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Historian PhD. Vilma Losytė: “The games of antiquity reflected and changed society. Many technologies are still used today”

The artistic and scientific achievements of ancient Greece still amaze us today with their creativity and ingenuity: the first computer, the prototype steam engine, the first robot, the first self-flying object, the first telegraph that works up to 7 kilometres away from each other. Ancient innovations have had an even greater impact on today’s games industry.

According to a historian Vilma Losytė, ancient games had a ritual meaning. In antiquity, play was an expression of sociality, of integration in an urban community, where each citizen was symbolised by a game piece. Aristotle compared the asocial person to an isolated figure on a game board.

“Archimedes and His Time“ explores the games developed in Antiquity, which later spread throughout Europe, especially among the Vikings. Some of them are still popular in Scandinavia today. Marijus Mažiūnas, a guide at the Energy and Technology Museum,  tells us that one of these games is the still well-known “Polis“.

“In ancient times, games were played in public places: markets, streets, theatres, baths, etc. For the ancient Greeks, the game board was associated with the life and order of the city-state, the polis. Knowing how to play and the rules of the game therefore meant knowing the duties of a citizen of the city-state. One of the most popular board games was called ‘Polis’. The game is played by two players at a time. The aim of both is to prevent the opponent and to be the first to place the pieces in a single circle. Strict rules limit the number of moves and the choices. As in polo, a citizen must be able to use the rules to win,” says M. Mažiūnas.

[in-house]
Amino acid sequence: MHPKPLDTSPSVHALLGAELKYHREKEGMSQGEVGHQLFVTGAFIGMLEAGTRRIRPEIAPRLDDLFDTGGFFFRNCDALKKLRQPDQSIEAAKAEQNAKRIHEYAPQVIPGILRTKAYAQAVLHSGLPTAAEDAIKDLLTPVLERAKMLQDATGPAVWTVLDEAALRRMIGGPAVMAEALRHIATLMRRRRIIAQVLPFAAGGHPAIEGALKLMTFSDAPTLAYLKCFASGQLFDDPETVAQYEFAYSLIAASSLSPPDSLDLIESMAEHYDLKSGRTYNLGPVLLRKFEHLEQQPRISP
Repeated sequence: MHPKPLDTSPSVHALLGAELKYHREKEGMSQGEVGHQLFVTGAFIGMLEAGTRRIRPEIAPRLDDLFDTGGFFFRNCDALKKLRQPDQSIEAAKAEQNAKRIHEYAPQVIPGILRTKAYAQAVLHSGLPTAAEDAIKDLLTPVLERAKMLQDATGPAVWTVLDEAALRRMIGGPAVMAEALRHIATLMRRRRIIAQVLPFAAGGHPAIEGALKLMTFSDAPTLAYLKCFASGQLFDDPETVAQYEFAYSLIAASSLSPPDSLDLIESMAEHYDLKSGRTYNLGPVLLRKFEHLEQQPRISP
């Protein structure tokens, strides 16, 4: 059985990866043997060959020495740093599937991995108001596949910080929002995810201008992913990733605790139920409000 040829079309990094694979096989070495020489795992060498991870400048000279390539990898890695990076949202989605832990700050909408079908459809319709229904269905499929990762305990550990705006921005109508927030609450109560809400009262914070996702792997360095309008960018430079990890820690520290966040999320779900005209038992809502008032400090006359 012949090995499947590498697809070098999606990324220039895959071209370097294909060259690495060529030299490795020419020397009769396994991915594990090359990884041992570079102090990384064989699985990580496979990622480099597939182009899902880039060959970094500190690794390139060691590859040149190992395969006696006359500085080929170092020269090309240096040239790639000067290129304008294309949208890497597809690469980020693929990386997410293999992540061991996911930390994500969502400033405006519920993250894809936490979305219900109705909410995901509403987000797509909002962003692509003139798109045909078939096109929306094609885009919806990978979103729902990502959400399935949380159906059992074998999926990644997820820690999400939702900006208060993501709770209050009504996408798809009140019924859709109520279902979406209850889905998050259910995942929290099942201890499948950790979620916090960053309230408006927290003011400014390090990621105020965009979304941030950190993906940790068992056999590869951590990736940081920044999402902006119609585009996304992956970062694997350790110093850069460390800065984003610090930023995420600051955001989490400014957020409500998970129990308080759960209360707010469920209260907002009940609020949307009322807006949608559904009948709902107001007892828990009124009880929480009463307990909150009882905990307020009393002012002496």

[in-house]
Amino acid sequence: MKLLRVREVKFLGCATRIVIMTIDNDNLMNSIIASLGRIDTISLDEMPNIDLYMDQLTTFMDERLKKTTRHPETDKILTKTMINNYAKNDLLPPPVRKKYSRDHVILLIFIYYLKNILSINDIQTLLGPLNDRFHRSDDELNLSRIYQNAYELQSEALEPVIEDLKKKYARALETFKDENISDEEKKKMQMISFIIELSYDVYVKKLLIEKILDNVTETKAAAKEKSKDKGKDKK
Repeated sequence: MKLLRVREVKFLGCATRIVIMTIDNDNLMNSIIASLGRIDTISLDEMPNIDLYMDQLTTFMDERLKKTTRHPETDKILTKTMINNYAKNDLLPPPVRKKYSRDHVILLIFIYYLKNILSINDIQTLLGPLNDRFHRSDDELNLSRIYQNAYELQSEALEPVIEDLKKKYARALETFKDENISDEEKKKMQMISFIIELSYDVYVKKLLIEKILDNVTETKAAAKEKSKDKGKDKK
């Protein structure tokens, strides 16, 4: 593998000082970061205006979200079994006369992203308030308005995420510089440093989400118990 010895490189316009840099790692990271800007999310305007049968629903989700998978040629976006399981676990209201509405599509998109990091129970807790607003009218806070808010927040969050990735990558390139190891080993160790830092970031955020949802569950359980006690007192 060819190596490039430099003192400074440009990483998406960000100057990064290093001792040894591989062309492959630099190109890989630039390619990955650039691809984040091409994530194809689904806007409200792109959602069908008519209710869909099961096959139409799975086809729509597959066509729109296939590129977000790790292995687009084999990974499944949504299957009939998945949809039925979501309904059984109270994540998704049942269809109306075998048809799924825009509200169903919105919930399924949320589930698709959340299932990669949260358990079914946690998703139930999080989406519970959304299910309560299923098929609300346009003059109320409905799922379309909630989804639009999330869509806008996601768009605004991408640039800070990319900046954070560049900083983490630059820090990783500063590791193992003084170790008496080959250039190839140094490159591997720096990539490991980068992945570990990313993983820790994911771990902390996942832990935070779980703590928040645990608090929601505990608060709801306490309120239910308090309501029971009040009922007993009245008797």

According to PhD Losytė, ancient games are also special in that they could also become rituals for predicting the future. The practice of predicting the future has been well documented by historians: the future was predicted by rolling the dice five times, sometimes seven times, and the sum of the rolled dice meant a certain prophecy. The numbered texts of the prophecies were inscribed on huge blocks of stone erected in the agora (author’s note: the central squares of the city).

“Prophecies could be not only dice with numbers on them, but also dice with letters inscribed on them. Sometimes the future could be foretold simply by observing children playing, not only in their homes or in the streets, but also near the sanctuary. Today, archaeologists are finding a variety of toys at these sites that were offered to the gods as part of rites of passage, i.e. the transition from child to adult,” says V. Losytė.

Children’s favourite games are almost all played with dice. The Archimedes and His Time exhibition features such games, but they differ because of the different types of dice: four, five or the familiar six edges.

“The sides of the dice had different points and/or names. The winner was the player with the highest number of points. The current six-sided dice, which we still use today, were chosen only by adults who were already playing games of chance,” Mažiūnas explains.

Games were such an important part of ancient Greek life that their elements shaped artistic styles. Dr Losytė reveals that when the Greeks depicted games in art, they gave them a figurative meaning.

“Ancient Greek vase painters used play metaphorically, referring to youth, love, the passage of age, the hobby of competition and play, and the special relationship with chance and risk. For example, the amphora in “Archimedes and His Time“ depicts the characters Achilles and Ajax playing board games. Today, archaeologists count more than 100 such vases depicting the same theme – the heroes playing board games – but the meaning of this scene is not entirely clear,” she says.

For more information on games and other ancient Greek inventions, see in exhibition “Archimedes and his time”.

The exhibition runs until 24th of November at the Energy and Technology  Museum.

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